Finally, we did introduce one subtle but efficient rules exception to boost the FLN “bot”. I’m not going to say more about this exception than that it concerns the optional rule regarding the final Propaganda round. I do not want to ruin the fun of you exploring and getting to know the game and the “bot”.
A second central design challenge has to do with my personal solitaire design aim of always seeking to create a solitaire experience that feels as much as possible like playing the game against a human opponent. That was the aspect that originally blew my mind about Volko Ruhnke’s and Örjan Ariander’s “bots” in Cuba Libre and other COIN games. I feel that this time, with the FLN “bot” really receiving minimal external help, we might have achieved an even greater degree of realism.
Something Tried and Tested, Something New
As in the previous volumes of the COIN Series, in Colonial Twilight the “bot” takes the form of a set of action priorities laid out in a flowchart. In addition, a more verbose, regular text version of the priorities is provided in the rule book. A set of examples of solitaire play can be found in the Playbook.
I came to COIN “bot” design essentially as a fan of the Series, especially of the solitaire game, and from the start it was in my mind to address inconveniences that I had faced while playing these games solitaire.
The flowcharts are, in my view, an indispensable aid when playing the game solitaire. As a fan I had sometimes struggled with the interpretation of some particular priorities.
Therefore, in Colonial Twilight –as well as in my “bot” variant for A Distant Plain (in the issue #30 of the C3i magazine) and my Axis “bot” in Mark McLaughlin’s Hitler’s Reich (on GMT’s P500 list right now)– the flowcharts use particular formatting methods intended to improve their readability.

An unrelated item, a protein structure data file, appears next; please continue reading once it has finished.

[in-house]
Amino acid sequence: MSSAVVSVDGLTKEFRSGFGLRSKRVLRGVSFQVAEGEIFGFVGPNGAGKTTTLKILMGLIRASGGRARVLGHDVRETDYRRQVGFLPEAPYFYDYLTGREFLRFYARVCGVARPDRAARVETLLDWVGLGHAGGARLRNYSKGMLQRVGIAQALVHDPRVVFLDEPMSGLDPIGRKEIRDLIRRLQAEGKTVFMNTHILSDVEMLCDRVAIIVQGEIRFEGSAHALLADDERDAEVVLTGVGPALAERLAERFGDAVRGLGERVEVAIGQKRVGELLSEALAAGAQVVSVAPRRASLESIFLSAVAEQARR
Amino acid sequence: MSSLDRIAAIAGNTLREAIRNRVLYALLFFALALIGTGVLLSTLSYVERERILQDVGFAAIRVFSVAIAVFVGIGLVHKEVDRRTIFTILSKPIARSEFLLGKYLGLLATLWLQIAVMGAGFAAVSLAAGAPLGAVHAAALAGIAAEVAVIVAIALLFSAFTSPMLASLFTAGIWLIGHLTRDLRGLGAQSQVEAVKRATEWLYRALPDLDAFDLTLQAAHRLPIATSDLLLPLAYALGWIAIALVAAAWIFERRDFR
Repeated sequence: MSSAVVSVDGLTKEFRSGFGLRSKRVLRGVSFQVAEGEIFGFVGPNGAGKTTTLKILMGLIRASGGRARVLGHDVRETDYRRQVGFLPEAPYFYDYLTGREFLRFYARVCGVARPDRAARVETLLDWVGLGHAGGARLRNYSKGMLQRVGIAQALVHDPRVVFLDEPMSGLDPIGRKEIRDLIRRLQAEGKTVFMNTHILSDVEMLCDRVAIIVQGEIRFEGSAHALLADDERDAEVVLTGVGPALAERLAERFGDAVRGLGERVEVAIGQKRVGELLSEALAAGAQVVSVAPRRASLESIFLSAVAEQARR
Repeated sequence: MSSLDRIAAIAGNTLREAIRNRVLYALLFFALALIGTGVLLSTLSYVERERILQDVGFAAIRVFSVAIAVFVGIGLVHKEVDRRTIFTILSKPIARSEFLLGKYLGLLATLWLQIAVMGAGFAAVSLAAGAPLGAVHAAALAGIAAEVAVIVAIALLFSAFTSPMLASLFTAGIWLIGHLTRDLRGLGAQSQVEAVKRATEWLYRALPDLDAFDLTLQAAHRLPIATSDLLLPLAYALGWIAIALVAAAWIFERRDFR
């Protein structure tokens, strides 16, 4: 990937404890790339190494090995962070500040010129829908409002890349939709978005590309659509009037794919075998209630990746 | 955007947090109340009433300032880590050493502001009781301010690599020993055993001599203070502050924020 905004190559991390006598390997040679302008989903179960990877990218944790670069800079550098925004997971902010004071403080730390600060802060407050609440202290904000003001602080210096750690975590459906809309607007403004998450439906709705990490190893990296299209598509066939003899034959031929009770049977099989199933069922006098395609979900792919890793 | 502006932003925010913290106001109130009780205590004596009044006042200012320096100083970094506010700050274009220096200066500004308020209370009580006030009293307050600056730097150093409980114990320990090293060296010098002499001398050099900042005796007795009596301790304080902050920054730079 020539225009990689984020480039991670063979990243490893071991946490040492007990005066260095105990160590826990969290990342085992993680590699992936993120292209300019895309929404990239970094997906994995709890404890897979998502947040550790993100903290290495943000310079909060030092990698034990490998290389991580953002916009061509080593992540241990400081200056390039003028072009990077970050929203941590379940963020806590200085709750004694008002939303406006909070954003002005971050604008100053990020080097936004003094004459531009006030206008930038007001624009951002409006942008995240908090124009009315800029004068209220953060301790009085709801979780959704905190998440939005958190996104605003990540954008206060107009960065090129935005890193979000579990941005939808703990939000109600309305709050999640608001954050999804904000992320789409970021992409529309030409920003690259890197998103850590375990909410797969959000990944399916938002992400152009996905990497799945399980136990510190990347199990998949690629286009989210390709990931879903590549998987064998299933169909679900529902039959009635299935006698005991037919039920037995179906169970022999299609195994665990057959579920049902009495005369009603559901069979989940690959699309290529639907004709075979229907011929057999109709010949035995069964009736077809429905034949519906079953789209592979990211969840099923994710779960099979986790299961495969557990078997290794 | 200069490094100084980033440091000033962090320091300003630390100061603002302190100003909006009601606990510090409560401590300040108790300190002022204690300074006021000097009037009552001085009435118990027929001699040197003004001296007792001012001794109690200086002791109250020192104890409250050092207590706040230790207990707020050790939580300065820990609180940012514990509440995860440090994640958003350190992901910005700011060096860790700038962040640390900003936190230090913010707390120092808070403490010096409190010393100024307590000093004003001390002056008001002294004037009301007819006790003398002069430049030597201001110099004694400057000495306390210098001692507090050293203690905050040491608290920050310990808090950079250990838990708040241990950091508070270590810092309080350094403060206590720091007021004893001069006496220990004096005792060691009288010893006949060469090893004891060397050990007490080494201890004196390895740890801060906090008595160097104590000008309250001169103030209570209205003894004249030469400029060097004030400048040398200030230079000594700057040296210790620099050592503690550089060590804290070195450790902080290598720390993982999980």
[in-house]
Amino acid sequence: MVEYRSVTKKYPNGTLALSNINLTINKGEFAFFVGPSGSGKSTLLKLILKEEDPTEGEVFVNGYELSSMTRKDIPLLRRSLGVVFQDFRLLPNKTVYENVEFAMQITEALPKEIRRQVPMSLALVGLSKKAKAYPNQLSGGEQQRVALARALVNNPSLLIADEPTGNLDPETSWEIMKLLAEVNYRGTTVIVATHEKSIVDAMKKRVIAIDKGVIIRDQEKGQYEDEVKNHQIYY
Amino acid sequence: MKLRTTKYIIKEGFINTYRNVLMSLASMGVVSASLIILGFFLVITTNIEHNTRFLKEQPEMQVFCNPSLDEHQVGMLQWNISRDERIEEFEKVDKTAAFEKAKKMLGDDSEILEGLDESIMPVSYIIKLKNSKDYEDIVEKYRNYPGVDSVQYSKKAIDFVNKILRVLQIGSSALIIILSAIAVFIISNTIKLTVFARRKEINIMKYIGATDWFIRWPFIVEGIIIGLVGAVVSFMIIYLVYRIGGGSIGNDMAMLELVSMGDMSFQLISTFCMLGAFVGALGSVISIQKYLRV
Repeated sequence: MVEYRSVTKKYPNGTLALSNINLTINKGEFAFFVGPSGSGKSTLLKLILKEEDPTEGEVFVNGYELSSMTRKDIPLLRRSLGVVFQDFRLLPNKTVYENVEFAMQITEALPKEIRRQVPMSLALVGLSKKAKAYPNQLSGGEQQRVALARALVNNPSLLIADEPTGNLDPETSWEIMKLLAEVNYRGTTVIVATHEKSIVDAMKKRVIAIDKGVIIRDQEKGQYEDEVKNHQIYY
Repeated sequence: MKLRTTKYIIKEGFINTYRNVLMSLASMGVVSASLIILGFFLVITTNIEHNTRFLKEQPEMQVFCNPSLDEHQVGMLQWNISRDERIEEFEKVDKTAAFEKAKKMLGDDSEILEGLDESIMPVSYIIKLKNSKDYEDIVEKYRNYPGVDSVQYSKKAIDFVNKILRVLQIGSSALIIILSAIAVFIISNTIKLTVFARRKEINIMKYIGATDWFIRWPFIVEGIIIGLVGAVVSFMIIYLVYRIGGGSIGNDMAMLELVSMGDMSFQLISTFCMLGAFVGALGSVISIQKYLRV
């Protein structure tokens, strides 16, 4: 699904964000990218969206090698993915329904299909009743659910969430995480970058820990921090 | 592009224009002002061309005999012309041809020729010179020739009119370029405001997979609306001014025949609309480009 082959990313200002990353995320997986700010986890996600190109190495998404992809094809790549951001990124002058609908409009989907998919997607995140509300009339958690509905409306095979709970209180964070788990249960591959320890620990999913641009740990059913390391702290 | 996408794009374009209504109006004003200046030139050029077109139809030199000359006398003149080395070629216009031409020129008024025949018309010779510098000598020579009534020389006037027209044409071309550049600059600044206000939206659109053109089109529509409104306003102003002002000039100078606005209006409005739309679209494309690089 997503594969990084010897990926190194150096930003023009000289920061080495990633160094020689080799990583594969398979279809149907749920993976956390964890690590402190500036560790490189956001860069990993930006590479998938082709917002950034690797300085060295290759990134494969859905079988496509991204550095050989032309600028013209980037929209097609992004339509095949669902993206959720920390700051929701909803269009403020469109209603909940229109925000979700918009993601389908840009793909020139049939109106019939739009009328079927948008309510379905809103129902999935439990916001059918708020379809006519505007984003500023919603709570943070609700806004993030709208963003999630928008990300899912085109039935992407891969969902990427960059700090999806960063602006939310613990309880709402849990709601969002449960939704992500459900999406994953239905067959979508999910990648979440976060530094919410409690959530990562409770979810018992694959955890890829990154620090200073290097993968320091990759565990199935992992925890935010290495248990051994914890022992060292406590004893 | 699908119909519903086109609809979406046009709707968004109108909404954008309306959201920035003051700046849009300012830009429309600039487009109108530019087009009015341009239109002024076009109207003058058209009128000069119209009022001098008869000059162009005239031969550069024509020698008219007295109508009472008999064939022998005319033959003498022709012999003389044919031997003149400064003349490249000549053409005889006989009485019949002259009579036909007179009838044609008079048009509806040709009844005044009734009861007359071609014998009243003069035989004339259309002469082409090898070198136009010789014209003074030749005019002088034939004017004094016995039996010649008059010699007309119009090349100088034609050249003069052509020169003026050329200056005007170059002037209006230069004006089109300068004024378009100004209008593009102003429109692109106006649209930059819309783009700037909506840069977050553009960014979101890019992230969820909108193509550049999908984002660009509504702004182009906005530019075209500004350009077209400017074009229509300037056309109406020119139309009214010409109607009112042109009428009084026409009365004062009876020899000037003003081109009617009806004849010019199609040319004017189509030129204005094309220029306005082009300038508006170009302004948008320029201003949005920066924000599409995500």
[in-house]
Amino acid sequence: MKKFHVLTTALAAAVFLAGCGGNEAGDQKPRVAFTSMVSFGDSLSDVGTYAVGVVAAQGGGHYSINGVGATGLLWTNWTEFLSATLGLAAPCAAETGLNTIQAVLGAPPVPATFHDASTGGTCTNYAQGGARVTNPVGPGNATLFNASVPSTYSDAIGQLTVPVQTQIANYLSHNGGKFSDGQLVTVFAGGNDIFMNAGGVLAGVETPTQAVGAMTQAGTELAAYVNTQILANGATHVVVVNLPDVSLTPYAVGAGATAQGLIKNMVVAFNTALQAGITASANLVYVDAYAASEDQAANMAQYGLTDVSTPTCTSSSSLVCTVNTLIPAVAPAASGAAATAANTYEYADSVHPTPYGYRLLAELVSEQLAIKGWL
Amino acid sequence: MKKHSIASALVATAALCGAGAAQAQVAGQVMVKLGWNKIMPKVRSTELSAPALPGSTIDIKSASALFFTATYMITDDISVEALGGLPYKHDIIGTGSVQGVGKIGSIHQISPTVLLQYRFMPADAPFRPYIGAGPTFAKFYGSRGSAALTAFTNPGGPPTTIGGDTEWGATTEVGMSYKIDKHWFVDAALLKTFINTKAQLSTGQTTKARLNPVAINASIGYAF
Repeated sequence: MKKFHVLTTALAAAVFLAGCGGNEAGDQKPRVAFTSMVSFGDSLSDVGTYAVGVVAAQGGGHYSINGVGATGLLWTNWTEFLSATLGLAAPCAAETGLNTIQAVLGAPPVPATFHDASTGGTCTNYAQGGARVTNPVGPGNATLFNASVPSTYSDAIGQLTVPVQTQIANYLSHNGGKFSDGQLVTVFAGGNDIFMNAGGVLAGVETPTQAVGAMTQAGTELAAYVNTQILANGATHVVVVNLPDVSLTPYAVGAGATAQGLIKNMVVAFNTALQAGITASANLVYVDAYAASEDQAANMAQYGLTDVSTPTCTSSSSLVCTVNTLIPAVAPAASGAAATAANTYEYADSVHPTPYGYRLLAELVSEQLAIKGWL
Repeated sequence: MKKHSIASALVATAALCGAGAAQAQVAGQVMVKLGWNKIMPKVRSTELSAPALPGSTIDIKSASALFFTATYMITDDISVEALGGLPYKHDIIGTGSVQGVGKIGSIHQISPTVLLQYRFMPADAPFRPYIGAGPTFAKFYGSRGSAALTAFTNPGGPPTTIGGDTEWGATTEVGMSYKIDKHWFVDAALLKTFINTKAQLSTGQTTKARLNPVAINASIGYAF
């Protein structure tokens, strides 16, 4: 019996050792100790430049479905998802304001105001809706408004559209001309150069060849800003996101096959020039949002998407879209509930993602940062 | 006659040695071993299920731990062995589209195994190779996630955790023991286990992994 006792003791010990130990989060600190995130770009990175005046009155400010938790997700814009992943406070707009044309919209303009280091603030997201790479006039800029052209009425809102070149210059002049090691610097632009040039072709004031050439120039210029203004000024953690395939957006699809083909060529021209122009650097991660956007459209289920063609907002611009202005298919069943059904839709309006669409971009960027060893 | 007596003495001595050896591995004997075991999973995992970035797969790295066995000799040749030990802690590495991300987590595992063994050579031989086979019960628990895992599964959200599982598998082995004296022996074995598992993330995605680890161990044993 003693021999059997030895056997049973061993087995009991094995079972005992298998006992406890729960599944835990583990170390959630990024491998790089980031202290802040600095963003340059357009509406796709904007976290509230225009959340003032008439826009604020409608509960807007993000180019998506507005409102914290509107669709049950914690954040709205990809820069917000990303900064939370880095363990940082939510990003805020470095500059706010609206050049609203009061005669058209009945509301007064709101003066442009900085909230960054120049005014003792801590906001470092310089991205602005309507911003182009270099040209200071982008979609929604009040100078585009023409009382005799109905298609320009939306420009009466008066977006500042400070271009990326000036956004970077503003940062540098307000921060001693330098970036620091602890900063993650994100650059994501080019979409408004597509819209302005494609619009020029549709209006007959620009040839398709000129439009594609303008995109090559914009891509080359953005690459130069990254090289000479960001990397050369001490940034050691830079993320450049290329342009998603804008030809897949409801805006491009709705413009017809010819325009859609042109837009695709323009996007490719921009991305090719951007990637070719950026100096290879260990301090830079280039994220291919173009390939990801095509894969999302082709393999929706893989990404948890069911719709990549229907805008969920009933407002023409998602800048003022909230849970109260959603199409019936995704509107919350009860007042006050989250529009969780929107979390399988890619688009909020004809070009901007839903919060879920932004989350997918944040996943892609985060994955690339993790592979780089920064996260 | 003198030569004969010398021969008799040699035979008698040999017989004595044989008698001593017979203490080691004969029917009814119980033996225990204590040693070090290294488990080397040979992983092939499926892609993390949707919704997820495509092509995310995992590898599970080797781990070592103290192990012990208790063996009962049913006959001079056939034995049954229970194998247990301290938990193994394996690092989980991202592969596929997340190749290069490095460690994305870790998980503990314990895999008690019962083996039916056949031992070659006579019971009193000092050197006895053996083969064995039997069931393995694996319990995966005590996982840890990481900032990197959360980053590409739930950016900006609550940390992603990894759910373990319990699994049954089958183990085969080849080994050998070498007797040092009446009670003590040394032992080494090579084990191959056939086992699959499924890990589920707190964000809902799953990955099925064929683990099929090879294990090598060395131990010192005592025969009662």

To give a brief example, already on the level of formatting we explicitly distinguish between the numbered sequential priorities and the lettered tie breaker clauses that are used to narrow down the selections made within the sequential priorities: first, Rally here, and within that, prioritize spaces with such and such characteristics. The idea has been to remove as many as possible of the interpretative ambiguities as to when exactly and where a given priority applies.
The adjacent sample image of the flowchart shows how the flowcharts incorporate the numbers and letters in what hopefully constitutes an easily accessible flowchart design. The feedback we have received thus far certainly is encouraging. Once again, Charlie Kibler has worked his graphic design magic on the flowcharts and the other non-player materials to make the final product look great like we have come to expect it from the GMT Games products.
Considerable efforts were put into designing and extensively testing the FLN “bot” for Colonial Twilight. We sincerely hope and believe that what you are going to be having in your hands is a very intense, if not cut-throat, and quick playing solitaire game that preserves the spirit and feel of Brian Train’s design.